Sports nutrition is expanding across consumers, categories, and positionings

March 25, 2019

The sports nutrition industry is amidst a long-term growth trend unparalleled in recent consumer health history, writes Euromonitor International.

The sports nutrition industry is amidst a long-term growth trend unparalleled in recent consumer health history. From 2004 to 2018, the global sports nutrition market grew 190% at a compound annual growth rate (CAGR) of 7.9%, according to Euromonitor International. Such high growth for that long is unprecedented in fast-moving consumer goods. Fads and new product developments can stir consumer interest for a handful of years, but even the broadest trends mature and show flattening growth over the long term.

Underlying this growth is an increasingly split market. Core users focus on whey-based proteins and amino acids for muscle building and gaining weight while newer users gravitate toward a variety of other needs requiring different functionality and ingredients. Over the last decade, casual users and healthy-living enthusiasts, interested in broader active-nutrition goals, have emerged as a critical class of consumers that continues to drive trends in this space.

Newer consumers to the category have broader demands for sports nutrition: weight loss, fighting age-related ailments like sarcopenia, or, for vegans and vegetarians, supplementing their diet. There’s also the broad swath of consumers with nebulous health, nutrition, or lifestyle goals who want to live healthy and active lifestyles but aren’t interested in performance goals per se.

The mix of sports nutrition products is expanding to meet the demands of these new consumer groups. Healthy nutrition advocates are drawn less to the traditional offer of whey-based protein and instead opting for fitness-oriented products like plant-protein powders, nodding toward a slimming or clean-label orientation or on-the-go snack-based options like sports protein bars and ready-to-drink (RTD) sports protein.

The expansion to new consumer groups, positionings, and an overall wider health focus has put sports nutrition in direct competition with the broader nutritional products universe, which includes healthy consumables across packaged goods like health and wellness foods, vitamins and dietary supplements, and weight management and wellbeing products that are used to meet consumers’ nutritional and health goals. Newer adopters of sports nutrition are viewing these products as an extension of the larger nutritional purchases they make to meet their daily lifestyle goals. At the same time, product launches and ingredient innovations in healthy snacking have pushed the much larger nutritional space in the direction of sports nutrition as well.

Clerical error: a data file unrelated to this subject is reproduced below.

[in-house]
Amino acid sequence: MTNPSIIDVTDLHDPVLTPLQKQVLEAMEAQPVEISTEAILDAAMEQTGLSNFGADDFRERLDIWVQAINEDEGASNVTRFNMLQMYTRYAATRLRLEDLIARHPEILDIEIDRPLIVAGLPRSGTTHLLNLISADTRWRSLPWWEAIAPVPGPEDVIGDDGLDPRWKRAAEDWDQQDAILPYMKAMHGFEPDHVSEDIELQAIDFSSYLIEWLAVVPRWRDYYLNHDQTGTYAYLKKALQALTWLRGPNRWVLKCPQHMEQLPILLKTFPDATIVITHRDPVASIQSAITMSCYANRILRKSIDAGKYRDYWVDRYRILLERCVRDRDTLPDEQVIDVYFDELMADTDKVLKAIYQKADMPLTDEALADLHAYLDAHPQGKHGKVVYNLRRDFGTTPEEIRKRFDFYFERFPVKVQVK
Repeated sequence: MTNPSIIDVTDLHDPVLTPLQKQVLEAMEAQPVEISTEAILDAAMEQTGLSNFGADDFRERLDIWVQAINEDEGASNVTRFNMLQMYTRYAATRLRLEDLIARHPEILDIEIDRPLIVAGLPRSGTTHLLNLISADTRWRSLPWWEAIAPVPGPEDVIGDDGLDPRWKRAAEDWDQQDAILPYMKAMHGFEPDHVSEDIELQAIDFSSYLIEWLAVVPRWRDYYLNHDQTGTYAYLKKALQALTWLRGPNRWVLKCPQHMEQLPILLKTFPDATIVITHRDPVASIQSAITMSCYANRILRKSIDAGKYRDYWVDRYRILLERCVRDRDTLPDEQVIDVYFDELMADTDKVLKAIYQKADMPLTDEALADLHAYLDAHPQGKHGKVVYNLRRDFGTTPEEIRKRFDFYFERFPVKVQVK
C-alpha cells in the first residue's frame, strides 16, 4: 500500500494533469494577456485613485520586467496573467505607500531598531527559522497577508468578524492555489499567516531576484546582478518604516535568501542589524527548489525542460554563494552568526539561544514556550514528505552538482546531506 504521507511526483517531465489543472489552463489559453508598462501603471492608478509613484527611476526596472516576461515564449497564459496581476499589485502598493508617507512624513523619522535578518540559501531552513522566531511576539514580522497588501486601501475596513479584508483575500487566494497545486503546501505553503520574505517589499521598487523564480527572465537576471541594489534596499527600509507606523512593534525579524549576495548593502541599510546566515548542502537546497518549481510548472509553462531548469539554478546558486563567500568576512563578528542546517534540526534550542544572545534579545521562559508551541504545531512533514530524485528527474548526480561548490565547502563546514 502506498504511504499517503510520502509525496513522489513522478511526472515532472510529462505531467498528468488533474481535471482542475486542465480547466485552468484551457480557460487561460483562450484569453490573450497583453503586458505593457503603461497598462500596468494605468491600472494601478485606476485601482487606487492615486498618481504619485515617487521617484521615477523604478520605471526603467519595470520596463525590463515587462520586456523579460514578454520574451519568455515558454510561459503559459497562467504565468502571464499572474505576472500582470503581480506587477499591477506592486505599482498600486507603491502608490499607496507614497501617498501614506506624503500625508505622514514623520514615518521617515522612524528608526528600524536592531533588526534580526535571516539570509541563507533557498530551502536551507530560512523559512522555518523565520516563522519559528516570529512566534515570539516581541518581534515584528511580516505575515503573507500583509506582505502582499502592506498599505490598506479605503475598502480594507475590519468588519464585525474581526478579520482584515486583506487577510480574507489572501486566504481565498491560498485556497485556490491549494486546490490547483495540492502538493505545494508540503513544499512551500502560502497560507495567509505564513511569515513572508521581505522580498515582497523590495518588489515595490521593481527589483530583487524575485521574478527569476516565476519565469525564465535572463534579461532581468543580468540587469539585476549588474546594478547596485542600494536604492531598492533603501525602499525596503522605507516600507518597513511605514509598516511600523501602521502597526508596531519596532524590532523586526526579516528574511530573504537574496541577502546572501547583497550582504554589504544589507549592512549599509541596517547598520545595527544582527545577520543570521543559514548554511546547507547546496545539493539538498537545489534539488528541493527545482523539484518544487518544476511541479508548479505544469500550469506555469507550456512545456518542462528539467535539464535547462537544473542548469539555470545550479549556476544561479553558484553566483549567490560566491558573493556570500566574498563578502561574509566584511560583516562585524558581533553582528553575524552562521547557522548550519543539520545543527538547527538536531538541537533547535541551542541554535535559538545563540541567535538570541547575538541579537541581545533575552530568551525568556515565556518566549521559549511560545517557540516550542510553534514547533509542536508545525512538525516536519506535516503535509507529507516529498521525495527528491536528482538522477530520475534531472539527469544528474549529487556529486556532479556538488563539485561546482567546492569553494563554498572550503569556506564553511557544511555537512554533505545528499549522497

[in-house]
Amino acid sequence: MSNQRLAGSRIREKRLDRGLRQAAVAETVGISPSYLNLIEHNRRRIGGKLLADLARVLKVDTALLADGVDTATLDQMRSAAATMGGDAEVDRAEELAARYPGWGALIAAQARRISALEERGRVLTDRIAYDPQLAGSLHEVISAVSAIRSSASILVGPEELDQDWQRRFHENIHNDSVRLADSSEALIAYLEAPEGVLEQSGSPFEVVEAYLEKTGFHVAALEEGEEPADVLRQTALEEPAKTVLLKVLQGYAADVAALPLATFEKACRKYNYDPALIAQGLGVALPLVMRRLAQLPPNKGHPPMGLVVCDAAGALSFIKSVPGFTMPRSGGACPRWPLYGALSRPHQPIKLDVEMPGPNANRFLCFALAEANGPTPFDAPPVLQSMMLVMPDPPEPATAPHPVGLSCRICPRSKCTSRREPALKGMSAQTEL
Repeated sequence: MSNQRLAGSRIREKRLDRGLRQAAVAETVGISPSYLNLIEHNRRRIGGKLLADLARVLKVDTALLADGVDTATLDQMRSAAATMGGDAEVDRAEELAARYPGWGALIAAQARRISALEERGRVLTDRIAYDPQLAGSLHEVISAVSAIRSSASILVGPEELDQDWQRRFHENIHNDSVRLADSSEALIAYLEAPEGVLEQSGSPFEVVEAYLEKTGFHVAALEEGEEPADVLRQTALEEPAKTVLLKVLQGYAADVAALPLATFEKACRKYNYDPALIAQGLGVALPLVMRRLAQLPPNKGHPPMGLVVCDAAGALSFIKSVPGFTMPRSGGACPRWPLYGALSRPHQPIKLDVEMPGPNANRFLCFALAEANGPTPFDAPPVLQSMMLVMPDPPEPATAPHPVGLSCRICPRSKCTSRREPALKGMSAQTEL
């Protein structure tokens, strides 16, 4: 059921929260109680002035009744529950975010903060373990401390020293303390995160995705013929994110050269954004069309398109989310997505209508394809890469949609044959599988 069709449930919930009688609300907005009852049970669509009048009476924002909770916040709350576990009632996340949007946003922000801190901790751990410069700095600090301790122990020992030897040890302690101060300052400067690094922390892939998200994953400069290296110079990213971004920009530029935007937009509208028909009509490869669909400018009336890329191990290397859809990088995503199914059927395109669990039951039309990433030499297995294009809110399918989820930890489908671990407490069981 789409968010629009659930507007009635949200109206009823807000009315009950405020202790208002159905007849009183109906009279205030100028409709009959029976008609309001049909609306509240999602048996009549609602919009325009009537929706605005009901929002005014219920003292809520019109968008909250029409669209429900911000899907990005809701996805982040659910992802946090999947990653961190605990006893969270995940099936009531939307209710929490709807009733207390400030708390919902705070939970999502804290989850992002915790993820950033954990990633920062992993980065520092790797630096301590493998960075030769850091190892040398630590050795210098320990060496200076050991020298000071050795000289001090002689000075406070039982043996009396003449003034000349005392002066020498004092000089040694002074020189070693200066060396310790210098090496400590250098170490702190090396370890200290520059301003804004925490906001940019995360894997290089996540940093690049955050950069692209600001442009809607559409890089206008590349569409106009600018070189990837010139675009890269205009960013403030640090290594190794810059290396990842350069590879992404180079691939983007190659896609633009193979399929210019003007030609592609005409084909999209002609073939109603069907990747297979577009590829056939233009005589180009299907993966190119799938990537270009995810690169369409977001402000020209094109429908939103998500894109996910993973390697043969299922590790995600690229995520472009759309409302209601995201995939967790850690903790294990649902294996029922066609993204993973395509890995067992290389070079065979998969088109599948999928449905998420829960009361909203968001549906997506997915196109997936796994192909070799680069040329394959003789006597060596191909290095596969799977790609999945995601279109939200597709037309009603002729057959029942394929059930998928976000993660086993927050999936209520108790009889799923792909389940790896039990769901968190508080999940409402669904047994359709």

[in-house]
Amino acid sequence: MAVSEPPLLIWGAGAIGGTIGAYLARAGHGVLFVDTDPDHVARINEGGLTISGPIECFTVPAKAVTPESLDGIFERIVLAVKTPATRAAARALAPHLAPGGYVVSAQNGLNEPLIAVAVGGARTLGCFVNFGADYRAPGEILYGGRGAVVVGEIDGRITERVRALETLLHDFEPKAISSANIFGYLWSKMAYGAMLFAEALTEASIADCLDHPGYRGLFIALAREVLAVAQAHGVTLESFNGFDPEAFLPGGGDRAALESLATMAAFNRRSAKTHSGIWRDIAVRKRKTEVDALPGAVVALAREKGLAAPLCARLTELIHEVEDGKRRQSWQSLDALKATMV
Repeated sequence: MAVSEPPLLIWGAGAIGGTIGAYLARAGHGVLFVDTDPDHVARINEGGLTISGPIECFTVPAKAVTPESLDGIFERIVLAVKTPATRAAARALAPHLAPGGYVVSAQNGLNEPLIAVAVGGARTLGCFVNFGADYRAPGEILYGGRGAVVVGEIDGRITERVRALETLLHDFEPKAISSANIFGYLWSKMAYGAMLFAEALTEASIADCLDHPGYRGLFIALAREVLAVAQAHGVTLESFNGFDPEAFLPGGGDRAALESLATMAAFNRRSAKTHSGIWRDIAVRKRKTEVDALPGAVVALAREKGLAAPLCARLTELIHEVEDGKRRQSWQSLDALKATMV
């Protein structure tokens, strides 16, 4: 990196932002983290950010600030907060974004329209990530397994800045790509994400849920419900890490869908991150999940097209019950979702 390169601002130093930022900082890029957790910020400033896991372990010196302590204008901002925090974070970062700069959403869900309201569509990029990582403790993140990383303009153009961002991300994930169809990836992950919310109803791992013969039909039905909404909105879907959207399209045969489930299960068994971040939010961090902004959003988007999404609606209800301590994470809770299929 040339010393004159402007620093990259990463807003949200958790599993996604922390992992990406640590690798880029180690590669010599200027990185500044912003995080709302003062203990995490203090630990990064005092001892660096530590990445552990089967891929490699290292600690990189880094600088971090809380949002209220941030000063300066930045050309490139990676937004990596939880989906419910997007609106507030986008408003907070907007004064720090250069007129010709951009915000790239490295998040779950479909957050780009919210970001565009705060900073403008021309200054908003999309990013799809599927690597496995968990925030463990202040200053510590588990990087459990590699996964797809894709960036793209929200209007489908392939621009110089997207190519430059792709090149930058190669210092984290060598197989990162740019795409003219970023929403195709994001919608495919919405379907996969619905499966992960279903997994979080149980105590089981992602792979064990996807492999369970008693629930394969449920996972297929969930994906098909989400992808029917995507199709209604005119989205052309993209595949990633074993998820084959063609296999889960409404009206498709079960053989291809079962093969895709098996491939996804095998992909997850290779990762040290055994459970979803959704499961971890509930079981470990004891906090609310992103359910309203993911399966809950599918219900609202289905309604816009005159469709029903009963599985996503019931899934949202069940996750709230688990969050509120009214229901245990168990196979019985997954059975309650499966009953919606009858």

Source: Euromonitor International

Increased interest in protein as a functional ingredient has created direct competition from the health and nutrition marketplace increasingly saturated by protein products. Most legacy food and drink companies have introduced a protein-fortified extension to tie their brand to the protein halo, especially within the snacking universe. As newer sports nutrition evangelists demonstrate, meeting consumers’ insatiable appetite for protein can come in several forms. Though these products have performance and exercise benefits, many times they are marketed as better-for-you snacks. Protein launches are popping up all over the grocery aisle, and given the broad positioning of protein, it is increasingly unclear how these products should be consumed. Are they purely for functional/healthier snacking? Can consumers swap these products in before, during, or after a workout? This intentional blurring means that some consumers will use these products for both purposes.